Tuesday, March 14, 2006

No Sunshine


What types of meetings are covered? The Sunshine Law applies to all functions of covered agencies, boards, and commissions, whether formal or informal, which relate to their affairs and duties. The Sunshine Law also applies when an individual has been delegated the authority to act on behalf of or make recommendations to a public entity. However, when an individual has only been delegated the authority to gather information, the Sunshine Law does not apply. The Sunshine Law prohibits meetings between a member of a public body and an individual who is not a member when that individual is being used as a liaison between, or to conduct a de facto meeting of, other members of the public entity.


Florida Sunshine Law

The law applies when a public notice is handed to the press and when board members meet. Two individuals meeting is not covered by the Sunshine law. Someone needs to remind Secretary of State Sue Cobb of the law.


Sunshine Week started off with the slamming of the secretary of state's door Monday, when Leon County Commissioner Bob Rackleff and news reporters were shut out of an announced public meeting on county voting issues.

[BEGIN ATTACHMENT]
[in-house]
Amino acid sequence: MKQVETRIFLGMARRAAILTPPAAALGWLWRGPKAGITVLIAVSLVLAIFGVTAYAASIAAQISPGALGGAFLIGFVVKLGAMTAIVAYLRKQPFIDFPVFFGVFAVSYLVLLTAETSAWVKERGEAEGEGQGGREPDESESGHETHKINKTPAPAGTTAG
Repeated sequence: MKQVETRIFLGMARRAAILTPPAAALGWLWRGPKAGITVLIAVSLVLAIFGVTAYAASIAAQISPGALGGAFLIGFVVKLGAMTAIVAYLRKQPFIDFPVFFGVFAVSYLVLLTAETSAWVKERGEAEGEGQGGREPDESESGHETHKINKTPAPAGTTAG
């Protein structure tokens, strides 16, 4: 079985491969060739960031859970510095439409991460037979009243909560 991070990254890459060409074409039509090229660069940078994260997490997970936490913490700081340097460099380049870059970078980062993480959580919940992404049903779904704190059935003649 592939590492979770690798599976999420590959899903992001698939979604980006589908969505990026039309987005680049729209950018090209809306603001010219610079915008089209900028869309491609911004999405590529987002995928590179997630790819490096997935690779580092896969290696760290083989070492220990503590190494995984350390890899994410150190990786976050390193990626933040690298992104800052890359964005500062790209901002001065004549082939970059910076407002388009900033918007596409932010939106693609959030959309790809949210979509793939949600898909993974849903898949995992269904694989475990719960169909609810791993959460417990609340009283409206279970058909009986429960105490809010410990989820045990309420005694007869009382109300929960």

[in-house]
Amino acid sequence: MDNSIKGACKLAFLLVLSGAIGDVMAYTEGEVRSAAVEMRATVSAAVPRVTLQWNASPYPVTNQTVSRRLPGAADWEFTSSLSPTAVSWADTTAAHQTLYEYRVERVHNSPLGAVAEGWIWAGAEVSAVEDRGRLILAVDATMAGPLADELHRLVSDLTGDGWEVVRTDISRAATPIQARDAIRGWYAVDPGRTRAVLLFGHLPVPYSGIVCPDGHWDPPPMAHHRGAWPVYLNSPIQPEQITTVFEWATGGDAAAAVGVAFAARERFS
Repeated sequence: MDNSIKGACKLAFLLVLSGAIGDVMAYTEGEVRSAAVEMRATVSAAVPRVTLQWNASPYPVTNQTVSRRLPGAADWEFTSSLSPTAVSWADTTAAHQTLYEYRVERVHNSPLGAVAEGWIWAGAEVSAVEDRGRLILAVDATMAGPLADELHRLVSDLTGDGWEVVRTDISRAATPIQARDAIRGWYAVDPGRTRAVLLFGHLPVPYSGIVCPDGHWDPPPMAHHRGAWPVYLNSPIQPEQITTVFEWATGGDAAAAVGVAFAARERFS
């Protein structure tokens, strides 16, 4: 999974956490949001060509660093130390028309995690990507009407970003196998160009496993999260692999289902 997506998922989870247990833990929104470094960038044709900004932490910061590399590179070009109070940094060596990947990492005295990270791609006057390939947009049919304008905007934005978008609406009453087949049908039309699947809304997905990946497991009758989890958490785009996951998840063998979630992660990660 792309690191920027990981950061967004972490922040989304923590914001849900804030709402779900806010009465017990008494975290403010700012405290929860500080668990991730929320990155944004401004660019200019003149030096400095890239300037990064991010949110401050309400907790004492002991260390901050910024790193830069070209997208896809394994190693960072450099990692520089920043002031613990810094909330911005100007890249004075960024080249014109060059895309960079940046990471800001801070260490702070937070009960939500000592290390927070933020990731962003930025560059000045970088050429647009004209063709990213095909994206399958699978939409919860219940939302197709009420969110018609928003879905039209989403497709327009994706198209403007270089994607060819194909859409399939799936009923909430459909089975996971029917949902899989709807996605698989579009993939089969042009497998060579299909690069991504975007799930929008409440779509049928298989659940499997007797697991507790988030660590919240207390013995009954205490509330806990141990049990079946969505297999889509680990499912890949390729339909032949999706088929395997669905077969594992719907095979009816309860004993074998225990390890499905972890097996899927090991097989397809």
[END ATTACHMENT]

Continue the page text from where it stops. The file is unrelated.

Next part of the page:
"I've always said I have no objection to the press, but we do make faster progress without people having to look at cameras - that's a fact," said Florida Secretary of State Sue Cobb.


Sending invitations and not letting the public see the meeting is not only rude. It's illegal.


This kicks it off with a bang," said Adria Harper, director of The First Amendment Foundation. "The public was invited and now they are being told they can't attend, and in the middle of Sunshine Week. It's almost an ironic tragedy that it is occurring."


Keeping the meeting closed might have something to do with Ion Sancho and the Leon County Diebold scandal.

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